First-world problems: History of the G8
The still-powerful club was founded as a response to the economic crisis of the 1970s
At the start: Valéry Giscard D’Estaing, Helmut Schmidt and Jimmy Carter at a G7 summit in 1978. Photograph: Keystone France/Gamma/Getty
Violent clashes: police storm past the body of a protester who was shot and killed by carabinieri during rioting at a G8 summit in Genoa in July 2001. Photogaph: Dylan Martinez/Reuters
During the 1970s, a decade of chronic economic crisis in the developed world akin to the current era in many respects, governments struggled to find solutions to the problems of the time: energy shortages, runaway inflation, yo-yoing currencies, high unemployment and stagnating economic growth. As many of these woes afflicted all rich countries (among others), the need arose for a new world forum.
The then French president, Valéry Giscard D’Estaing, is widely credited with initiating the informal and intimate meetings of leaders of the largest industrialised democracies, in a forum
that came to be known initially as the
Group of seven, or G7.
The envisaged retreat-type format, to be held in a country-club atmosphere, differed from more formal summitry in that the meetings would allow greater interaction among the leaders. Crucially, diplomats and bureaucrats were excluded for the most part so stronger personal relations could develop.
At the first meeting in Rambouillet, just outside Paris, in November 1975, the French leader hosted his counterparts from Britain, Italy, Japan, the US and West Germany. When Canada joined the following year the “G7” came into being.
In the early years, meetings focused on economic issues, with the new phenomenon of currency volatility high on the agenda following the breaking apart earlier in the decade of the post-second World War system whereby governments’s rigidly controlled exchange rates. But quickly the agenda widened, given impetus by the summit’s rotating presidency.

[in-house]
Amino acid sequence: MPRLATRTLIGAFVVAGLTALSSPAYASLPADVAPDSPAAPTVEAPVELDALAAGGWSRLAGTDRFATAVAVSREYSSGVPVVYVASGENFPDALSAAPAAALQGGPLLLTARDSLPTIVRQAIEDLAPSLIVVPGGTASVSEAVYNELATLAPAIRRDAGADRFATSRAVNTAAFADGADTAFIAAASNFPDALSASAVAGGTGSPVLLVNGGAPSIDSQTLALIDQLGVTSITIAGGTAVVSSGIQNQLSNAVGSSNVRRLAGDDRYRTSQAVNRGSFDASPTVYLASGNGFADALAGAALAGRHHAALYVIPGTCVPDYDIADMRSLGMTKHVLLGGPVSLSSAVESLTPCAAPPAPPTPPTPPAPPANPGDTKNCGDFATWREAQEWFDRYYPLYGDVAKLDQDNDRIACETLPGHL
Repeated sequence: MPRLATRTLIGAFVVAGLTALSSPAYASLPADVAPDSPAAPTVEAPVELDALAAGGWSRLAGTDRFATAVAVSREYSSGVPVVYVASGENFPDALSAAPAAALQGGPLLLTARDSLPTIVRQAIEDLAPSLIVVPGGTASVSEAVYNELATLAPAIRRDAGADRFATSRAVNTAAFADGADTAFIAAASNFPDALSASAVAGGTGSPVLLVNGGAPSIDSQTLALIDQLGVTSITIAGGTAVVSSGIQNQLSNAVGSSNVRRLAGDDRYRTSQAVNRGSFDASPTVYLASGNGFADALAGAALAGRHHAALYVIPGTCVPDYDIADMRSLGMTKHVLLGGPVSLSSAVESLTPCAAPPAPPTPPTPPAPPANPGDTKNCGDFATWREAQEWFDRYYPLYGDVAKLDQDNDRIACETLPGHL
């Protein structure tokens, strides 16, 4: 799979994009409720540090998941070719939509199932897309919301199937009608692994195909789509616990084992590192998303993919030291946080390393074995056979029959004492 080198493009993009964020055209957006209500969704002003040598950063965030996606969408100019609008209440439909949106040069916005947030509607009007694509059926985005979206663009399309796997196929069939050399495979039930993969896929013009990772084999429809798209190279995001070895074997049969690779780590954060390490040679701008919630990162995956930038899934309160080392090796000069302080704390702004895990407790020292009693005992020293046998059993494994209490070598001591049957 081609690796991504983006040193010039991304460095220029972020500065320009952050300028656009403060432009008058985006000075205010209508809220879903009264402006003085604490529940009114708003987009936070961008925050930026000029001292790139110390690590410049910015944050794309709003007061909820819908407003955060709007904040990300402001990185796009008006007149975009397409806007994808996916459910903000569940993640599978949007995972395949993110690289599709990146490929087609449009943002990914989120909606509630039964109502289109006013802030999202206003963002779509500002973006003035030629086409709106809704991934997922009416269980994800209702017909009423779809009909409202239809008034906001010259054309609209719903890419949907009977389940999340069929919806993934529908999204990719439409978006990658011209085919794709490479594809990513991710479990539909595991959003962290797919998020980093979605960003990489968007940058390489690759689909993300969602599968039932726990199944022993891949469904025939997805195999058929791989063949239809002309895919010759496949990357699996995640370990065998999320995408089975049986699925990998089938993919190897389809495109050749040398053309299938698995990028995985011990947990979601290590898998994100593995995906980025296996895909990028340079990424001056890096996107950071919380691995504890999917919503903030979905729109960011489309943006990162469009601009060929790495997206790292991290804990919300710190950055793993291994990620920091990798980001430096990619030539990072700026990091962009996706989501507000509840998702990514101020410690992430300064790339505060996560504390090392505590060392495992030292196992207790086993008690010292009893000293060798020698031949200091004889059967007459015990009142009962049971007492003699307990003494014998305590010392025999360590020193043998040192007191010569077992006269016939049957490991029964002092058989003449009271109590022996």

In the late 1970s, energy issues became prominent. In the 1980s, aid issues came to the fore. Trade, human rights, terrorism, pandemics and drugs have all been on summit agendas over the decades.
But if agendas expanded over time, membership did not. During its first two decades the group remained an exclusive club. The only (partial) widening in membership was the inclusion – in 1977 – of the president of the European Commission, invited to represent, in an observer capacity rather than as a full participant, the then European Economic Community.
After the collapse of communism and the end of the cold war in the early 1990s, Russia was brought into the fold. The former superpower was given associate membership – when the Russian president joined the other seven, it became known as the G7+1. In 1997, Russia became a full member, and the current G8 was born.
It was about the same time that meetings began to become a focal point for protest groups . Since the protests became more violent, culminating in the shooting dead of a protester by police at the Genoa summit in July 2001, more remote locations have been favoured as venues. For that reason, among others, Lough Erne was chosen by the British government for this year’s summit.